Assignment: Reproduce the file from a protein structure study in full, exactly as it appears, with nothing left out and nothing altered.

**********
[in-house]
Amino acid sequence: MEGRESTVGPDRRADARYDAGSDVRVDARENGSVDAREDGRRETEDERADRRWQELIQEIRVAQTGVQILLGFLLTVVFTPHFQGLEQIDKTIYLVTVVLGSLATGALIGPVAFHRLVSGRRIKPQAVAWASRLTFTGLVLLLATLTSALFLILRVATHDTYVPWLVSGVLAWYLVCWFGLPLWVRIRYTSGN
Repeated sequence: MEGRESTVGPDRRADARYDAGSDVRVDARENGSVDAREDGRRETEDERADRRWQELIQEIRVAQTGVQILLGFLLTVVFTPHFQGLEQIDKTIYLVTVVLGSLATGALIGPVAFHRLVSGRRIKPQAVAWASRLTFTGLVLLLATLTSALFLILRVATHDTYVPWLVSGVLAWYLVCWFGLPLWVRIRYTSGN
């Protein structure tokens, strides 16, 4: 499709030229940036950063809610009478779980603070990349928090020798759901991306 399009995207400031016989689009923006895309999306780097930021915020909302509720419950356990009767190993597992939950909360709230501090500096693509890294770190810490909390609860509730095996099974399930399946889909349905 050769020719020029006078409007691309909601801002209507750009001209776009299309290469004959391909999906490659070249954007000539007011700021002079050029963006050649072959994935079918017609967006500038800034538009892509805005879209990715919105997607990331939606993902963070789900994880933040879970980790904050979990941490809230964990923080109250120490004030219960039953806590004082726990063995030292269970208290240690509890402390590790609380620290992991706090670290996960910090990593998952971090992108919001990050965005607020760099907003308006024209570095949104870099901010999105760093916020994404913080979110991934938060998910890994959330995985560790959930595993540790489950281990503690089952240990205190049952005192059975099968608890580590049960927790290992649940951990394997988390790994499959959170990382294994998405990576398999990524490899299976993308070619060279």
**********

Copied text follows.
[in-house]
Amino acid sequence: MEGRESTVGPDRRADARYDAGSDVRVDARENGSVDAREDGRRETEDERADRRWQELIQEIRVAQTGVQILLGFLLTVVFTPHFQGLEQIDKTIYLVTVVLGSLATGALIGPVAFHRLVSGRRIKPQAVAWASRLTFTGLVLLLATLTSALFLILRVATHDTYVPWLVSGVLAWYLVCWFGLPLWVRIRYTSGN
Repeated sequence: MEGRESTVGPDRRADARYDAGSDVRVDARENGSVDAREDGRRETEDERADRRWQELIQEIRVAQTGVQILLGFLLTVVFTPHFQGLEQIDKTIYLVTVVLGSLATGALIGPVAFHRLVSGRRIKPQAVAWASRLTFTGLVLLLATLTSALFLILRVATHDTYVPWLVSGVLAWYLVCWFGLPLWVRIRYTSGN
């Protein structure tokens, strides 16, 4: 499709030229940036950063809610009478779980603070990349928090020798759901991306 399009995207400031016989689009923006895309999306780097930021915020909302509720419950356990009767190993597992939950909360709230501090500096693509890294770190810490909390609860509730095996099974399930399946889909349905 050769020719020029006078409007691309909601801002209507750009001209776009299309290469004959391909999906490659070249954007000539007011700021002079050029963006050649072959994935079918017609967006500038800034538009892509805005879209990715919105997607990331939606993902963070789900994880933040879970980790904050979990941490809230964990923080109250120490004030219960039953806590004082726990063995030292269970208290240690509890402390590790609380620290992991706090670290996960910090990593998952971090992108919001990050965005607020760099907003308006024209570095949104870099901010999105760093916020994404913080979110991934938060998910890994959330995985560790959930595993540790489950281990503690089952240990205190049952005192059975099968608890580590049960927790290992649940951990394997988390790994499959959170990382294994998405990576398999990524490899299976993308070619060279």